Posts Tagged With: producers

Sexy Tomatoes – The Tomato Stall

Sexy Tomatoes from The Tomato Stall

Sexy Tomatoes from The Tomato Stall

Every cook craves them, a sexy tomato stash!  Tomatoes can be the most wonderful ingredient on the planet or the most insipid, watery ball of red nonsense (aka most supermarket fodder).  Jane and I know our way around a tomato after spending plenty of time in Spain where we are surrounded by tomato plantations, normally growing toms for the Northern Europe market.

We have struggled in the early part of this year to get our hands on good produce and feel chuffed to have found the brilliant people at The Tomato Stall to supply us with fresh tomatoes; the most incredible oak smoked tomatoes and even a seriously kickin’ ginger chilli chutney.

The Tomato Stall have a wide range of products from ketchup to juice and I’ve chatted with Kelly over there at length about all things TOMS and they are seriously passionate about what  they do and the proof is in produce.  They grow many heirloom varieties, all additive free and mostly organic and all bursting with flavour and oh so juicy.

Beautiful bowl of Toms

Beautiful bowl of TOMS

We ate most of our bounty raw, like a box of chocolates, but way cooler.  There are so many colours; yellow, greens, speckled, vivid reds and even some they call black (more very dark green really).  The flavours of each variety were distinctly different; some sweeter, some more citrus; some meaty, some just exploded with juice.  With tomatoes like this it does seem a shame to cook them or tamper with the flavour, they are best served simply with maybe some extra virgin olive oil and a little sea salt.  That’s sounding like one of the worlds greatest salads!

We will be switching to local tomatoes when the crops come in (hopefully in a few weeks) but have no issues ordering tomatoes from the Isle of Wight when they are this wonderful (did we mention that the oak smoked tomatoes are one of the best things to pass our lips in a long time!)  Great tomatoes are so difficult to come by on this island and these are grown in Britain and not giant plastic plantations in Spain or Italy.

If you are struggling to get your hands on good tomatoes in the UK, let Kelly know and they’ll send some to a farm shop near you.

We love to have the opportunity to spread the good word of passionate food producers who are doing things properly.  If you are crazy about food and would like to send us a sample of your produce, we’ll taste them and let you know what we think.  We may even stick them on the Beach House Kitchen.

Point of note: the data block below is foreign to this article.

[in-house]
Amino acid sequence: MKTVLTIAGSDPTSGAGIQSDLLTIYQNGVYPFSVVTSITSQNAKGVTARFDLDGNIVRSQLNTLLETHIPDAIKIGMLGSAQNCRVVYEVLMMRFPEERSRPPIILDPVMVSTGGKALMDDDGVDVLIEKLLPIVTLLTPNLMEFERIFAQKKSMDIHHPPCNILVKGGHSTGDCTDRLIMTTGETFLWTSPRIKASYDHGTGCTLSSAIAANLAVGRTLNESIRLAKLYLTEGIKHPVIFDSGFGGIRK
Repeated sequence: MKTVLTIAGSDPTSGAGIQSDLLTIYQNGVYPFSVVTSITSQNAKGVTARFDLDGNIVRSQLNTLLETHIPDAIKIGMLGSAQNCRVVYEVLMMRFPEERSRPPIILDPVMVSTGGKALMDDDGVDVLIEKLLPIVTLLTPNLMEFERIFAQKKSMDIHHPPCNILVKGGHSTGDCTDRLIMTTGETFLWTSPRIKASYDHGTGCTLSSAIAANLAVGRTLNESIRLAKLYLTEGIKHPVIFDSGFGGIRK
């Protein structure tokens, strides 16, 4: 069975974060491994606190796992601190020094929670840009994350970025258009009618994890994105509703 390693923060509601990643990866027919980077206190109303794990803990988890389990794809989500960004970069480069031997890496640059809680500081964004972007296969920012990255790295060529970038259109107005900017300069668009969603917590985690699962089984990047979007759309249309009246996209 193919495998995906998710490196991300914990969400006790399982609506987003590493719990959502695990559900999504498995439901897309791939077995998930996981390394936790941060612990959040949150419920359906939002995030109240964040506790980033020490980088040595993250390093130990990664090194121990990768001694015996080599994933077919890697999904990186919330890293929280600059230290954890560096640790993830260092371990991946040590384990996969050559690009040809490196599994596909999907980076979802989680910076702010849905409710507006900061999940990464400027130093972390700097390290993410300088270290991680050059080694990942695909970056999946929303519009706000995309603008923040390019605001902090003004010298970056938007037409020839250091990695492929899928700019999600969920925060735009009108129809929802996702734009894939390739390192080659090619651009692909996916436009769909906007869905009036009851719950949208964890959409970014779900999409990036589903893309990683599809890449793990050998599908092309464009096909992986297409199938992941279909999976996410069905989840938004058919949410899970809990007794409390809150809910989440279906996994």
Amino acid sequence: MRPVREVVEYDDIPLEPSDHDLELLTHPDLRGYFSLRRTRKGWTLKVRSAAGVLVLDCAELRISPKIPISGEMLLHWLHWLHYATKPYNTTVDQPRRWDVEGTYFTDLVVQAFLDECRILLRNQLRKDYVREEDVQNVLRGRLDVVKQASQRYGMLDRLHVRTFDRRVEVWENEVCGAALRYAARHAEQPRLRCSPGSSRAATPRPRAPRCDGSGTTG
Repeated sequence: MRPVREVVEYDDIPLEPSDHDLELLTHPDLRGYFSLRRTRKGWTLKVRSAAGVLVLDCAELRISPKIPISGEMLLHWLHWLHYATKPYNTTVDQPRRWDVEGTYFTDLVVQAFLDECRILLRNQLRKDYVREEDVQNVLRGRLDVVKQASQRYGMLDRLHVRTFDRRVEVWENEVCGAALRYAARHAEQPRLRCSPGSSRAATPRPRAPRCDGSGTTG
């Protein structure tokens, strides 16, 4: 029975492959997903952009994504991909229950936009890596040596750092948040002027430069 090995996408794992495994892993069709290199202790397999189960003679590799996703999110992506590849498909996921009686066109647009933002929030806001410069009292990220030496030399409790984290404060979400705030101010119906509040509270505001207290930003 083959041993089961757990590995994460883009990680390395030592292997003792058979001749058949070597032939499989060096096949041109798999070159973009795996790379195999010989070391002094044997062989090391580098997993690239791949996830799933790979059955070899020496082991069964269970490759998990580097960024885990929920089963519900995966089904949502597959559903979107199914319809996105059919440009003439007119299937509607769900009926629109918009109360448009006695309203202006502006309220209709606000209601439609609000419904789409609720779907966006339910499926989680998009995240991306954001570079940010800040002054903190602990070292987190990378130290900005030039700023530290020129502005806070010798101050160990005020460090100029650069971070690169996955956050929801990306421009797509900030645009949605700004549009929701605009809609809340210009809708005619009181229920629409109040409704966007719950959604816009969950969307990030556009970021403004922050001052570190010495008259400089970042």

PS – Tomato a fruit or vegetable?  It seems obvious, but still a little room for debate.  Tomatoes just don’t quite go in a fruit salad!

Categories: B.H.K Reviews | Tags: , , , , , , , , , , | 3 Comments

The Rhubarb Triangle

I admit to getting nostalgic about rhubarb.

It would be fair to say that, for large parts of my childhood, I was raised on rhubarb.  Times were hard, no one had heard of mangos!  I used to have a den near a rhubarb patch and would regularly eat the stuff raw and probably covered with soil.  I have many great memories of Mum’s rhubarb crumbles with custard.

I was interested to learn about the ‘Rhubarb Triangle’ in sunny Yorkshire (England). It’s a 23 sq km triangle, but during the rhubarb boom years of the early 20th century, was a whopping 78 sq km. We’ve just gone off crumbles (and rhubarb)! Why?  It is such a star of the British food world, with a unique bittersweet flavour and is full of nutrients (packed with Vitamin A, B and K).

Rhubarb is a native of Siberia, which explains to some extent why it thrives in this triangle of Yorkshire. They produced what is called ‘forced’ rhubarb, grown in large sheds and at one time, Yorkshire produced 90% of the world’s output. North Yorkshire Rail used to have a special rhubarb train running daily, carrying on average, 200 tonnes of the tasty stalk. It even reached the markets of Paris.


In 2010 the rhubarb triangle was given a P.D.O. (Protective Designation of Origin), like wine and cheese, normally on the continent (but increasingly more so in Britain, our produce is finally getting some respect).

The rhubarb is kept in well fertilised fields for two years, then shown a little frost and put into the warmed ‘forcing’ sheds. They then begin to sweeten up, converting stored carbohydrate into sugar.  The rhubarb grows to around 2 feet in length and they are picked by candle light, as the rhubarb stops growing in light.

Forced winter Rhubarb is bright crimson and more tender than the outdoor summer variety. By March the harvest is over.  Wakefield Council are still running an annual Forced Rhubarb Festival in February.  If you’re interested?

Rhubarb is doing ok, but took a big hit after WW2 when more exotic fruits (I know its not specifically a fruit) became fashionable. The pineapples and mangos etc in Britain are rubbish! Terrible. What are they treating fragile papayas with to make them last the journey from Central America? It is mental that we eat these fruits regularly on this grey island.  They are inherently tropical.   I don’t expect a good pint of bitter in Costa Rica!

Rhubarb however is local, delicious and picked by candlelight. Romantic, red and ravishing (sort of)…..drop the kumquats, support your local rhubarb bunch and eat more crumbles!

Expect more rhubarb action soon at the B.H.K. or check out the ‘Rhubarb and Custard Cake’ recipe below.

Categories: Local food | Tags: , , , , | Leave a comment

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